Deep Water Recovery runs a shipbreaking operation in Union Bay. File photo

Deep Water Recovery runs a shipbreaking operation in Union Bay. File photo

Comox Valley Regional District to consider injunction against Union Bay shipbreaking

Committee says controversial operation contravenes bylaws

Rural Comox Valley Regional District directors consider a controverisal Union Bay shipbreaking operation to be a non-compliant.

A district committee has recommended calling for an injunction to halt the operation of Deep Water Recovery (DWR) because it contravenes zoning bylaws. The recommendation will be considered by the CVRD board at its Feb. 15 meeting.

The district first received bylaw complaints about shipbreaking in March 2020, reviewed its bylaws and informed DWR that shipbreaking is not allowed. The B.C. Forests Ministry (MoFLNRO) issued a water lease in October 2021 that allows DWR moorage and storage of vessels on the water, and transit of vessels to the shore. The lease does not authorize dismantling of vessels on the foreshore.

The district gave DWR a Jan. 17 deadline to respond, but has not received an application.

In addition to the injunction, staff recommends addressing the issue of “trespass and land alteration” at Glover Community Nature Park, if DWR fails to apply for development permits and undertake “any necessary remediation,” as stated in a staff report.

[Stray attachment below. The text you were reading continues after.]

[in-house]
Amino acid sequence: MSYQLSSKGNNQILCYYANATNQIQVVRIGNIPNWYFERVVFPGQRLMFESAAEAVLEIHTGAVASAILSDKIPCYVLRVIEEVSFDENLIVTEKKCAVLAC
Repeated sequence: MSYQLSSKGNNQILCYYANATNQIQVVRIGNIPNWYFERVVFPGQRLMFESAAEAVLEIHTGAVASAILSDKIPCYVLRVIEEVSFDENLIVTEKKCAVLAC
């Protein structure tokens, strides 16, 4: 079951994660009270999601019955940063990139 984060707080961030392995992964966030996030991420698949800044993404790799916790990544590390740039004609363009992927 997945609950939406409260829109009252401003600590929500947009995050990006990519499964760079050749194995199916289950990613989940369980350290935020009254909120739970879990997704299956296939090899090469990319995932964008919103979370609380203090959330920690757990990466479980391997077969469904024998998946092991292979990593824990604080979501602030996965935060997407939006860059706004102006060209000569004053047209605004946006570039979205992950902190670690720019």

A community group dubbed the Concerned Citizens of Baynes Sound, along with the K’ómoks First Nation, have said DWR’s operation is threatening Baynes Sound. They are concerned that shipbreaking poses a risk to human and environmental health due to asbestos and other materials on old vessels.

The CCOBS is pleased with the work and recommendations in the CVRD staff report, and with the committee’s unanimous vote. They now question if MoFLNRO will issue a cease and desist order to the foreshore lease. 

“If the operator cannot shipwreck or dismantle on the land, why would the FLNR continue to let the operator moor or transport vessels, etc., across the foreshore?” Ray Rewcastle said.

In a recent interview, DWR owner Mark Jurisich said his operation is not shipbreaking. He prefers to call it dismantling, while he considers shipbreaking to be “a disorganized mess.”

Jim Drummond, facility manager of Canadian Maritime Engineering’s shipyard in Nanaimo, considers shipbreaking and dismantling to be synonymous terms.

“No matter which way you slice it, it’s the same thing,” Drummond said.

RELATED: Neighbours call B.C. shipbreaking operation a ‘disaster waiting to happen’

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Comox Valley Regional District